Also, make sure that your rockwork doesn't have sharp edges--my fish were getting scratches, which allowed an opportunistic bacterial infection to take hold
so having a tank empty/ without fish that can be hosts for a while won't make the bacteria die off on its own?
 

Ludders

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so having a tank empty/ without fish that can be hosts for a while won't make the bacteria die off on its own?
I would say not knowing is the main issue, so we can't assume the problem has gone away by itself.
I think given the fact you probably have an established reef by the sound of it, it's going to be extreme to reboot everything.
 
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morgan_jAq

morgan_jAq

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I would say not knowing is the main issue, so we can't assume the problem has gone away by itself.
I think given the fact you probably have an established reef by the sound of it, it's going to be extreme to reboot everything.
exactly I don't want to kill any fish and my tank is very well established I can't risk that. plus copepodsss haha
 

kennyymacau

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I have been dealing with bacteria infections few times now, since I have a fowlr tank and fish sometimes fight. I normally do large water change a couple times, new sponge And rinse some of my ceramic rings in old saltwater. I never tried UV sterilizers, but large water changes does help. I also dip my fish in Paraguard for 2 hours, but if the fish is not eating and in bad condition just do 40-50% every 2 days for 6-8 days. Normally 6 days is enough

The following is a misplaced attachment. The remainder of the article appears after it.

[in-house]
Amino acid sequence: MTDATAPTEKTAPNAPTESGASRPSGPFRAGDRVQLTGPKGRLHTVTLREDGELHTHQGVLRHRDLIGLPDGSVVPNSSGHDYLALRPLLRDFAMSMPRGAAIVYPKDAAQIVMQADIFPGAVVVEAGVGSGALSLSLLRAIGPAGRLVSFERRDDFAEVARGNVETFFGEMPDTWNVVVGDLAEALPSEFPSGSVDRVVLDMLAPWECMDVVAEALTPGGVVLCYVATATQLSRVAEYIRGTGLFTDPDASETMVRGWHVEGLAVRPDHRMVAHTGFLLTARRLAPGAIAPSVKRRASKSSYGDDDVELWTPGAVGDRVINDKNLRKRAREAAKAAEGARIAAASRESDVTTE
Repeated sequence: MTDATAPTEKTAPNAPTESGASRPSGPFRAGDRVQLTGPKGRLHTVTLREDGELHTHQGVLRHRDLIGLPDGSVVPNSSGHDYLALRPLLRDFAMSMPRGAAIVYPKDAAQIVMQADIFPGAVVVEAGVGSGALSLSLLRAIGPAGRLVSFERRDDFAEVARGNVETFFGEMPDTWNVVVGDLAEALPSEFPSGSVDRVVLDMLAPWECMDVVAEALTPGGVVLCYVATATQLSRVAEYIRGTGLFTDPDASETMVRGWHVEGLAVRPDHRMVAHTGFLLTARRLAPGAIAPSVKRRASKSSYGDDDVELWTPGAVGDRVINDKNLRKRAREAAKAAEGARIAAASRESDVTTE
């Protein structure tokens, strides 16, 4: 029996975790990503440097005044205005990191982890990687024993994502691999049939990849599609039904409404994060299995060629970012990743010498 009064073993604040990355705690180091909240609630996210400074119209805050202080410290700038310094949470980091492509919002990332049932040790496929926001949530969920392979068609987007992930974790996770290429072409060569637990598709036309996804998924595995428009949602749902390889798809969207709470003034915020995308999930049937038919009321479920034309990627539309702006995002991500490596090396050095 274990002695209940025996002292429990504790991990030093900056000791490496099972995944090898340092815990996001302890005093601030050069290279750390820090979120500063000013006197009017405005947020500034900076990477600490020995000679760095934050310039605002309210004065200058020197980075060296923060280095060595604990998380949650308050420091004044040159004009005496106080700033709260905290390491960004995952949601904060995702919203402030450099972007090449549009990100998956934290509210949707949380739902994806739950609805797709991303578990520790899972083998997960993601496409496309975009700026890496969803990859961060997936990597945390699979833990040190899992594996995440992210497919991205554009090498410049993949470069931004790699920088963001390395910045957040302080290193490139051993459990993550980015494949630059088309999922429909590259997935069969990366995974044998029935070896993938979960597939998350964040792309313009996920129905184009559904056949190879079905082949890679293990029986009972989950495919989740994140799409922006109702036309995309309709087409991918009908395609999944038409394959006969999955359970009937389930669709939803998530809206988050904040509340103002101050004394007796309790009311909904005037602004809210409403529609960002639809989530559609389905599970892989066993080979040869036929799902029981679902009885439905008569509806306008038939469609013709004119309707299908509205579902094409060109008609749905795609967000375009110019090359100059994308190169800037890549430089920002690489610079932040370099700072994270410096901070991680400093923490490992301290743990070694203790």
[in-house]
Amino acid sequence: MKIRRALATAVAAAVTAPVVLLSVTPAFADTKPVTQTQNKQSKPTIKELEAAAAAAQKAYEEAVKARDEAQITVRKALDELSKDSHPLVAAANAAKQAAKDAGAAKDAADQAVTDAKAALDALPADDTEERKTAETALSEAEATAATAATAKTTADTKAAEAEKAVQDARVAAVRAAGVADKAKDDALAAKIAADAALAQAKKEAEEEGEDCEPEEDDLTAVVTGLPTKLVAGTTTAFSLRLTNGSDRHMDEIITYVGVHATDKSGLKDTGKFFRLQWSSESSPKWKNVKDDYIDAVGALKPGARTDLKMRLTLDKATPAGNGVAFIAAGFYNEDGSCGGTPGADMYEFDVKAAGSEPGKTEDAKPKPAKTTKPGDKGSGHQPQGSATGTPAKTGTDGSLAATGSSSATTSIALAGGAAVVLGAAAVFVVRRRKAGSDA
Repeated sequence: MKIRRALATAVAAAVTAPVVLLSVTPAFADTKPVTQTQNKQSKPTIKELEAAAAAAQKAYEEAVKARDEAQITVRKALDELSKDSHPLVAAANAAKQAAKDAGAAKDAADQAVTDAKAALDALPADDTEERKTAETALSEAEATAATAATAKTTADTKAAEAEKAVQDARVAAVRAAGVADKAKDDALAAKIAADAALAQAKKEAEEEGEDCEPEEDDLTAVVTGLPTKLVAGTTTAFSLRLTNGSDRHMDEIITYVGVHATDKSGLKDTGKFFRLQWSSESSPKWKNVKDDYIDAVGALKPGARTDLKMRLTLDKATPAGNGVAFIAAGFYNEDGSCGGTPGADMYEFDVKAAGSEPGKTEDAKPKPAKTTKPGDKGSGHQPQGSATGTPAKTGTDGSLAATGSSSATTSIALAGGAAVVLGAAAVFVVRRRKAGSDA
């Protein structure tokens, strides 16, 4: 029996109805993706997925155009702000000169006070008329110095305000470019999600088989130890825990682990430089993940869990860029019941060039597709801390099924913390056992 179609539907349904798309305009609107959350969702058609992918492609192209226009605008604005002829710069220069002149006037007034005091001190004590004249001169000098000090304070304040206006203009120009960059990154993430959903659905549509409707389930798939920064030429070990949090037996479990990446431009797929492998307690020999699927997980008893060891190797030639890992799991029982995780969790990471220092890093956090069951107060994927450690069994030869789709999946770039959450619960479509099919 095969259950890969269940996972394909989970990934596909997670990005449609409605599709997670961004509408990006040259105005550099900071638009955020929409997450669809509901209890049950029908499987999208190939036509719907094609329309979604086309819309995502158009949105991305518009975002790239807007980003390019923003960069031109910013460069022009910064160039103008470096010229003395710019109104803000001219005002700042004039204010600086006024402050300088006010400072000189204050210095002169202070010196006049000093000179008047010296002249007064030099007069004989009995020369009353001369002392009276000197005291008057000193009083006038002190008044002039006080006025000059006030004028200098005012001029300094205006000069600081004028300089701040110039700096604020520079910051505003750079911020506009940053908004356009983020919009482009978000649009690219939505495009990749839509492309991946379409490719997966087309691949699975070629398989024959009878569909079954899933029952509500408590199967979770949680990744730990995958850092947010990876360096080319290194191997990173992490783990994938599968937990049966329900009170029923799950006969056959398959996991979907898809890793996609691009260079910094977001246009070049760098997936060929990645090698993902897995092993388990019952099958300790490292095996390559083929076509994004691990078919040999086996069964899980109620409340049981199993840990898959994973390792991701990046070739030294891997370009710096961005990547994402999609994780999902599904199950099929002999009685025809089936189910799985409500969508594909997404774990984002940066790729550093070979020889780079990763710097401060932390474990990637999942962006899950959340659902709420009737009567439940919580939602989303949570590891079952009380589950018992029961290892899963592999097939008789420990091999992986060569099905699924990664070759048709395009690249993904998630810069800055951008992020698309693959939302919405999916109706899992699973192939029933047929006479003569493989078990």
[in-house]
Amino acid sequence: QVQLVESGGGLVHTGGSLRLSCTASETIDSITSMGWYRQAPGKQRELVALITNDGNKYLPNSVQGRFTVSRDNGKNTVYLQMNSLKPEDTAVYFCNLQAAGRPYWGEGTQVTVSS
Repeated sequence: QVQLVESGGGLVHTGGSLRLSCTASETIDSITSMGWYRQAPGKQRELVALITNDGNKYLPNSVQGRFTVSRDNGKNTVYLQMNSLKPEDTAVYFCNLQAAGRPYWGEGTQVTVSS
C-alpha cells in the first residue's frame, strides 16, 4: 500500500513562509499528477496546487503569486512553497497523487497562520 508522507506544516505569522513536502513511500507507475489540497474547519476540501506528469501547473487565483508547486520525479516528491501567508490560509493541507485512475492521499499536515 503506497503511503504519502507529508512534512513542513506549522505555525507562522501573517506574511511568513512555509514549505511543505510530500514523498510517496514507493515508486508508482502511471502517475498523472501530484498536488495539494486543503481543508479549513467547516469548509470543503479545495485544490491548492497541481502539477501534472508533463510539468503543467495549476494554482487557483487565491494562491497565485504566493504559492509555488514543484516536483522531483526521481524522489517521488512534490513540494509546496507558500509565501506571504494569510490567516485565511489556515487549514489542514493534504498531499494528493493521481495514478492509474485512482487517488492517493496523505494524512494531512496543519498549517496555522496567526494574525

kennyymacau

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Do not always think medications will do the job for you, it is more than likely to stress fish out. Never use any medications that require you to turn off skimmer because I stand to the fact that bad water quality will kill the fish faster than most illness. For my tanks I run 0.25 - 0.35 copper constantly just for control if velvet every suddenly pops up.
 
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morgan_jAq

morgan_jAq

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Do not always think medications will do the job for you, it is more than likely to stress fish out. Never use any medications that require you to turn off skimmer because I stand to the fact that bad water quality will kill the fish faster than most illness. For my tanks I run 0.25 - 0.35 copper constantly just for control if velvet every suddenly pops up.

I have corals I can't do that
 

ichthyoid

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From the description I suspect a parasite outbreak, perhaps Uronema. External parasites can lead to secondary infection from bacteria, fungus, virus, etc.

Since you don’t know, I would let the tank lay fallow for at least a month. I think a UV can help, if properly used. It won’t cure a sick fish, but it will control or prevent an outbreak.

Best practice is to quarantine any new fish, or treat them prophylactically to prevent introducing disease to the main display. These require separate tanks.

You also mention an ‘explosion of copepods’. Is there macro algae in the system? If not, what do they feed on?

Here’s one reference on parasites to look over-